So, you want to play the blues just like all the blues greats who are out there. Good, hold on to that desire. It is the love of the thing that endures and grows with you as your playing gets better and better.
So, now that you?re hooked, what about the actual reality? The twelve bars refers to a musical term called measure, measures are informally referred to as bars, which is how the notation looks. It looks like vertical bars, and with the twelve bar blues progression, there are twelve. When you marvel at your favorite blues artist and how they do all that wonderful stuff, just remember that it is simplicity itself, and it is only one layer atop the other that gives the depth style and rhythm that you hear.
The progression part is the chord changes, and the blues part is the style. There are only three chords in blues and they are called seventh chords. The blues chords are A7, B7, and E7, and again, all the fancy stuff that you love so much is only technique and personal style in combination with those three basic chords. The actual blues style is to sing a line, and then repeat it, followed by additional lyrics that tell the story.
The first line has that all too familiar, ?Woke up this mornin? start followed by the situation, Like ?Woke up this morning?, and I couldn?t feel my head. Said I woke up this mornin?, and I couldn?t feel my head?. Then the next line describes why he is this way ? ?I know I lived through last night, and that?s why I feel half dead?. The pattern is repeated in the second verse.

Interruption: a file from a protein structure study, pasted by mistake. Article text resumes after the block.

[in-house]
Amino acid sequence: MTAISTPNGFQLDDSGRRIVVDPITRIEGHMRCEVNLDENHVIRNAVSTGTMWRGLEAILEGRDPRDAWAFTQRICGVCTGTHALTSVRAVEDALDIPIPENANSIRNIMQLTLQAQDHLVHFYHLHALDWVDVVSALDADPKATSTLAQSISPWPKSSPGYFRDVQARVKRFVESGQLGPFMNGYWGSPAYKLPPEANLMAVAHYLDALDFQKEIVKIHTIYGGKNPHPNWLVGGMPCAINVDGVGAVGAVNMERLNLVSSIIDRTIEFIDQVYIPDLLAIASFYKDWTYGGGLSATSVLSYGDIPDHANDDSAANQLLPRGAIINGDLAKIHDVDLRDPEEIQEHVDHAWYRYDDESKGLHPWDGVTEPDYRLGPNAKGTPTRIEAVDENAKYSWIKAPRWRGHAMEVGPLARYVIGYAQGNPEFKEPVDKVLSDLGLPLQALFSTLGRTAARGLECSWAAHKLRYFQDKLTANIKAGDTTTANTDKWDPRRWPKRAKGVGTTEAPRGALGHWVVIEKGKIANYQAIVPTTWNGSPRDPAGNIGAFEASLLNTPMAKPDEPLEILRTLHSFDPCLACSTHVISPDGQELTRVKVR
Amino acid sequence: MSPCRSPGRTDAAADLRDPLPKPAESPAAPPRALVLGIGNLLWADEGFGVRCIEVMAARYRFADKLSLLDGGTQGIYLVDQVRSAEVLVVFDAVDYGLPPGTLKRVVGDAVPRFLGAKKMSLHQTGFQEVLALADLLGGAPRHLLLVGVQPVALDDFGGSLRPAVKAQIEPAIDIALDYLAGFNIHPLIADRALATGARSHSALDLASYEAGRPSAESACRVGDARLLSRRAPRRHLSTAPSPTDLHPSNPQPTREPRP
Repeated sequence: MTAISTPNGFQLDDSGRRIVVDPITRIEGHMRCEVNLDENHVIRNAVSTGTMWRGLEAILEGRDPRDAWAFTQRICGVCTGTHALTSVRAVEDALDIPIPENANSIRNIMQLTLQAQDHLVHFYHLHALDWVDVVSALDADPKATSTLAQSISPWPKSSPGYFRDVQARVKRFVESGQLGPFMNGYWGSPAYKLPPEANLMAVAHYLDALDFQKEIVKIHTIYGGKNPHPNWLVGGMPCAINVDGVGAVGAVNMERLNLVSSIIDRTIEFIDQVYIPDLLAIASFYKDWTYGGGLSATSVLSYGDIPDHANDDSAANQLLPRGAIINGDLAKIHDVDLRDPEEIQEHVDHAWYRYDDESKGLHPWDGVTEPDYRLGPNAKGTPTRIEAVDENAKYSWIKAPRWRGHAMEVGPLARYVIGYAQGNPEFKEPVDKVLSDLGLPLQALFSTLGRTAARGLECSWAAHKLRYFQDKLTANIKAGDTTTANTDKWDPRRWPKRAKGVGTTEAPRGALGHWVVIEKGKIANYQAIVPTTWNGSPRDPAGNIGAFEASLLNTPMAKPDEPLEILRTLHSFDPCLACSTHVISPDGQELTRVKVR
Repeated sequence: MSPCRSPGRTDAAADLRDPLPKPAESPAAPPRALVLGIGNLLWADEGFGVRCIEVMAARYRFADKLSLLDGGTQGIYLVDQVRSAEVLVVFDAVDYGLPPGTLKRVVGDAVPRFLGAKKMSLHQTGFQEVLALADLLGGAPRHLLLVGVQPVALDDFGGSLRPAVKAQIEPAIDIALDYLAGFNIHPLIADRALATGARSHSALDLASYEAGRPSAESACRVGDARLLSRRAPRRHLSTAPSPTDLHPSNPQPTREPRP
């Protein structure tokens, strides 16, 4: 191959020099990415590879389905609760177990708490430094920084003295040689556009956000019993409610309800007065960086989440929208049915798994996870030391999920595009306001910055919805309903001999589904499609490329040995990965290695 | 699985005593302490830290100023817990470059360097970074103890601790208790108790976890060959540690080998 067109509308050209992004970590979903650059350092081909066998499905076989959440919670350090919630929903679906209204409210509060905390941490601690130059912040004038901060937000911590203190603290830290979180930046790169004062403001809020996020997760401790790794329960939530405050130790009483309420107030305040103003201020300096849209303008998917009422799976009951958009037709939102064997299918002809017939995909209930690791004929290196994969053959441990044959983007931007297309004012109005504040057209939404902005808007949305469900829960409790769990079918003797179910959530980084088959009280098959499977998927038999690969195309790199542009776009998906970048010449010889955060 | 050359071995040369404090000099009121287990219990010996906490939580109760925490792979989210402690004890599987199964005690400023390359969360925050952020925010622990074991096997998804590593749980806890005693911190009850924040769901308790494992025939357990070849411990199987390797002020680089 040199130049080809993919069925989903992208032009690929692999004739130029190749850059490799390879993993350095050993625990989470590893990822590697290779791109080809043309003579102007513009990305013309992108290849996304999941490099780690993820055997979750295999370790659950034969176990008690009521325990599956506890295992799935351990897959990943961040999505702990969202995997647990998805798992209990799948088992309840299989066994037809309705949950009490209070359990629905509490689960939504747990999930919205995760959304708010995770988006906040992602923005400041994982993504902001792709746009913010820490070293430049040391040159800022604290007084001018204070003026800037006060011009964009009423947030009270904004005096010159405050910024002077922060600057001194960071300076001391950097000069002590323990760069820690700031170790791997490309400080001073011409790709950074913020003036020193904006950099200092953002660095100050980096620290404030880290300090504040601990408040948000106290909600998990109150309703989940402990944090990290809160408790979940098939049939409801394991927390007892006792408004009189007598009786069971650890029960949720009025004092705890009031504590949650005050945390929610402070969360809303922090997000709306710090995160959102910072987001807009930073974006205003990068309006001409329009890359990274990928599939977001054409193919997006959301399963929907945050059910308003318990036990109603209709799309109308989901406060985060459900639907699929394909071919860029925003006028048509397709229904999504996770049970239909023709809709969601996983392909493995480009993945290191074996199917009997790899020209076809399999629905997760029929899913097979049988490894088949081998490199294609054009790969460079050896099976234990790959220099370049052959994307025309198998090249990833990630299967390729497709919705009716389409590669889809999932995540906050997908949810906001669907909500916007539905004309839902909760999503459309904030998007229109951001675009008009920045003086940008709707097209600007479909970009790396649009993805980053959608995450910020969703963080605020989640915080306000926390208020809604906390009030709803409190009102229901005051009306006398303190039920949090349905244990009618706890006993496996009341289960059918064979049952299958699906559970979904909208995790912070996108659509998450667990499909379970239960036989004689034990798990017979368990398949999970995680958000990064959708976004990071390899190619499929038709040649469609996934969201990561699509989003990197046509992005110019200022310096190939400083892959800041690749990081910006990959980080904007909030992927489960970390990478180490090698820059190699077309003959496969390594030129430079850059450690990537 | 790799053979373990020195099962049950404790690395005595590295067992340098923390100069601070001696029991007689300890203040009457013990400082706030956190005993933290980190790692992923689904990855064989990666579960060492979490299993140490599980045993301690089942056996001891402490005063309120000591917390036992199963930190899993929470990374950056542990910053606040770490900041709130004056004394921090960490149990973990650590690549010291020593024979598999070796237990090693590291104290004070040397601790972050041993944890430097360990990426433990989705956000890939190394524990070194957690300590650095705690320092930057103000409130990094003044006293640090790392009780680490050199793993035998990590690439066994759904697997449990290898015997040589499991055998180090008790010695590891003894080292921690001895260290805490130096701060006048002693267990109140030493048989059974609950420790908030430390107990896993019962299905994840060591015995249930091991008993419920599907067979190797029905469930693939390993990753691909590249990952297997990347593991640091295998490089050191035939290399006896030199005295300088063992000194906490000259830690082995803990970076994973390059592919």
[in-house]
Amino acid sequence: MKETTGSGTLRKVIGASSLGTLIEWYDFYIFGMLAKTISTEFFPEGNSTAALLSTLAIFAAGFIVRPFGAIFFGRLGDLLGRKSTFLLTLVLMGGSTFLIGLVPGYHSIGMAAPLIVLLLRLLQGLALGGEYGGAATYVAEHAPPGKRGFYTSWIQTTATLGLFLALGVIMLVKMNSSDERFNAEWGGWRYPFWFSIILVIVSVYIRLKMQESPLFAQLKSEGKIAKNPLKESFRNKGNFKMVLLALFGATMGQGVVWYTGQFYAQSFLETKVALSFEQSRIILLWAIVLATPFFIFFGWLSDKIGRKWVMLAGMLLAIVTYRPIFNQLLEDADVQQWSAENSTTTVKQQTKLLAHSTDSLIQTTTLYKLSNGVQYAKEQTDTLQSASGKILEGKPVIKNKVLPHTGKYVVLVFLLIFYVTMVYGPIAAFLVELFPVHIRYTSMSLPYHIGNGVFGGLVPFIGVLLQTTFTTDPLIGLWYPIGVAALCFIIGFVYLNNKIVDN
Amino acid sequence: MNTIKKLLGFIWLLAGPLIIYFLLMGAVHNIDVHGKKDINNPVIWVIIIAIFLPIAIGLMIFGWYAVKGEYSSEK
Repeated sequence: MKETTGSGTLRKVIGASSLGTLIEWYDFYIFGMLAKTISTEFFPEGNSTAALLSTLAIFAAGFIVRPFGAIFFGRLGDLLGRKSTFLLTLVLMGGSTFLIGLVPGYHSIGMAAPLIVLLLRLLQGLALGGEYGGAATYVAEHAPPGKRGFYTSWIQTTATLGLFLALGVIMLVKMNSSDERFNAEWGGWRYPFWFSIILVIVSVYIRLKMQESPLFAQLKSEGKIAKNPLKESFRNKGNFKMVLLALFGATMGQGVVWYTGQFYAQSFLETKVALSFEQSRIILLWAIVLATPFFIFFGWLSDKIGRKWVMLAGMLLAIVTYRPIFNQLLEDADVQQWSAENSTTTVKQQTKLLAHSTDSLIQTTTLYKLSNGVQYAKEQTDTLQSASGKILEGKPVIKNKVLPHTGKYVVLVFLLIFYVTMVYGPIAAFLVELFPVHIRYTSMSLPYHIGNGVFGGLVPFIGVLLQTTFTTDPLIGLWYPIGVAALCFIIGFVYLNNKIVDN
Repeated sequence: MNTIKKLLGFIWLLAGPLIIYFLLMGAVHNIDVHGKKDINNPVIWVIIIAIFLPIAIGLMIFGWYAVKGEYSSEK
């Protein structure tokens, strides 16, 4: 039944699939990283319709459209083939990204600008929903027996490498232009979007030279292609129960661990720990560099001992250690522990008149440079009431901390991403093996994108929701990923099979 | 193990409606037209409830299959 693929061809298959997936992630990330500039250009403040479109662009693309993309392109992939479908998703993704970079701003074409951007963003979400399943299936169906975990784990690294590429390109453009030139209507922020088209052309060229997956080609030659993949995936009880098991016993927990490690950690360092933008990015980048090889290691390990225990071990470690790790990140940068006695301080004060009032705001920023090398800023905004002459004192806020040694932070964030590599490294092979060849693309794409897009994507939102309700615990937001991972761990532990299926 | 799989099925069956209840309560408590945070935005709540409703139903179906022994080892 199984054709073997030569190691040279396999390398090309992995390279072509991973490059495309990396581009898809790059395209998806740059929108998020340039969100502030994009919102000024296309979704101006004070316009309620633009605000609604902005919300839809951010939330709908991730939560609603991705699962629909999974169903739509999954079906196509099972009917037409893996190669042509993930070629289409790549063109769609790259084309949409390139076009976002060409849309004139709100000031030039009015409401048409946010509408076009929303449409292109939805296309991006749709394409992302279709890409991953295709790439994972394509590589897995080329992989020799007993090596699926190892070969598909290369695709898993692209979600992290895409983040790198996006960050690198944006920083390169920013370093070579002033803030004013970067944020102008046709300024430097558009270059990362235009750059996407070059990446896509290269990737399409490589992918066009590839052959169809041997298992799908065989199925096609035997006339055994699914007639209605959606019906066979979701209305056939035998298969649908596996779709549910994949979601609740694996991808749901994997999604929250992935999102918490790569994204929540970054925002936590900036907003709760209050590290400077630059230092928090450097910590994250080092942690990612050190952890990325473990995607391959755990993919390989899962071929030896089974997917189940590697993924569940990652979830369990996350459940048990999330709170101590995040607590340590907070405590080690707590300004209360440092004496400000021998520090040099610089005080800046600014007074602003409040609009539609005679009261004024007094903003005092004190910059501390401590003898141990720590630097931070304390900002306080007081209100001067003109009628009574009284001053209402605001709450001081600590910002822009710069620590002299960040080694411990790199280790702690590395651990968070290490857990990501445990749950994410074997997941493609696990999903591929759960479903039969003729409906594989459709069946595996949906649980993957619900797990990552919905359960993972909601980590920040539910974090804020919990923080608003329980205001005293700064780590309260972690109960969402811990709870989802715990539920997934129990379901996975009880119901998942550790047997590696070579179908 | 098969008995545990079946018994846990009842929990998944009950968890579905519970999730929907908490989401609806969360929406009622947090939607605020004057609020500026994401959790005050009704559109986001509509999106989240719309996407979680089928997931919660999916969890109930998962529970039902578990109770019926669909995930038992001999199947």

As far as the playing goes, there are as many styles out there as stars in the sky, but what you are listening to is called a riff. A riff is a certain way of playing that sets this player apart from the others. A riff can also be called a lick. This is what the artist has learned from others on the way up, and eventually made his own. It is best not to try to figure out the fancy playing, and why it is this way or that, it is always best just to allow yourself to feel, as all the greats have.
It is easy to get lost in all the technical jargon of dominant sevenths and tonics, to sub-dominants, etc. The best advice is to either mentor with someone who knows, learning as you go, or take lessons from a qualified instructor. It is crucial that you get off on the right foot. If you don?t. Then it is easier and easier time to lose interest, and eventually give it up, because you start to think that being good is for someone else, but not for you. So, remember to keep it simple, that?s what the blues is all about and that?s where you?ll get your enjoyment.
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